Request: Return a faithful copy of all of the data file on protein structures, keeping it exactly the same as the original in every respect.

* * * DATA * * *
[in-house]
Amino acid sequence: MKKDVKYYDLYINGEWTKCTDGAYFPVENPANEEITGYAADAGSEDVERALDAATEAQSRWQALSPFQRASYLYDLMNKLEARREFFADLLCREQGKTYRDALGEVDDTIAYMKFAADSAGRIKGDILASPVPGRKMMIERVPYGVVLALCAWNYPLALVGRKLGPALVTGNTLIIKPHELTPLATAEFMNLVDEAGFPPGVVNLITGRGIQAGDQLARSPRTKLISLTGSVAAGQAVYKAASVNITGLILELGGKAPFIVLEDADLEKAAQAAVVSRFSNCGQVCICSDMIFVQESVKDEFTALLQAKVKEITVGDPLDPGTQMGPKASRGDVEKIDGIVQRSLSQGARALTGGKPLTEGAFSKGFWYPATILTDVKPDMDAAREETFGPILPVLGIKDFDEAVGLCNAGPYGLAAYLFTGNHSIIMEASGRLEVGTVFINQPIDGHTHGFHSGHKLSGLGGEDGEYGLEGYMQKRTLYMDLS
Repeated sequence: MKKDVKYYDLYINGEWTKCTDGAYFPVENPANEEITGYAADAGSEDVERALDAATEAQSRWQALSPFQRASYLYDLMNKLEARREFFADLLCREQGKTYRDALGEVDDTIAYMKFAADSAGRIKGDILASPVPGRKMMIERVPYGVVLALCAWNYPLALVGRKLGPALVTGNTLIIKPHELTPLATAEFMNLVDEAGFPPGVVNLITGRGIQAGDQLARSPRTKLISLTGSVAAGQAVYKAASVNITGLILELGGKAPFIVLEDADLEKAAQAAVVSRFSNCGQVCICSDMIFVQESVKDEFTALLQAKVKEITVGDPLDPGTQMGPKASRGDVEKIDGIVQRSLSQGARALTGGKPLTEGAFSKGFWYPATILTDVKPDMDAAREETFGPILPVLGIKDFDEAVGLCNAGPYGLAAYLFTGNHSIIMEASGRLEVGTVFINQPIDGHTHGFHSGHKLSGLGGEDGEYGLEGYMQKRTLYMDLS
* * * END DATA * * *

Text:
[in-house]
Amino acid sequence: MKKDVKYYDLYINGEWTKCTDGAYFPVENPANEEITGYAADAGSEDVERALDAATEAQSRWQALSPFQRASYLYDLMNKLEARREFFADLLCREQGKTYRDALGEVDDTIAYMKFAADSAGRIKGDILASPVPGRKMMIERVPYGVVLALCAWNYPLALVGRKLGPALVTGNTLIIKPHELTPLATAEFMNLVDEAGFPPGVVNLITGRGIQAGDQLARSPRTKLISLTGSVAAGQAVYKAASVNITGLILELGGKAPFIVLEDADLEKAAQAAVVSRFSNCGQVCICSDMIFVQESVKDEFTALLQAKVKEITVGDPLDPGTQMGPKASRGDVEKIDGIVQRSLSQGARALTGGKPLTEGAFSKGFWYPATILTDVKPDMDAAREETFGPILPVLGIKDFDEAVGLCNAGPYGLAAYLFTGNHSIIMEASGRLEVGTVFINQPIDGHTHGFHSGHKLSGLGGEDGEYGLEGYMQKRTLYMDLS
Repeated sequence: MKKDVKYYDLYINGEWTKCTDGAYFPVENPANEEITGYAADAGSEDVERALDAATEAQSRWQALSPFQRASYLYDLMNKLEARREFFADLLCREQGKTYRDALGEVDDTIAYMKFAADSAGRIKGDILASPVPGRKMMIERVPYGVVLALCAWNYPLALVGRKLGPALVTGNTLIIKPHELTPLATAEFMNLVDEAGFPPGVVNLITGRGIQAGDQLARSPRTKLISLTGSVAAGQAVYKAASVNITGLILELGGKAPFIVLEDADLEKAAQAAVVSRFSNCGQVCICSDMIFVQESVKDEFTALLQAKVKEITVGDPLDPGTQMGPKASRGDVEKIDGIVQRSLSQGARALTGGKPLTEGAFSKGFWYPATILTDVKPDMDAAREETFGPILPVLGIKDFDEAVGLCNAGPYGLAAYLFTGNHSIIMEASGRLEVGTVFINQPIDGHTHGFHSGHKLSGLGGEDGEYGLEGYMQKRTLYMDLS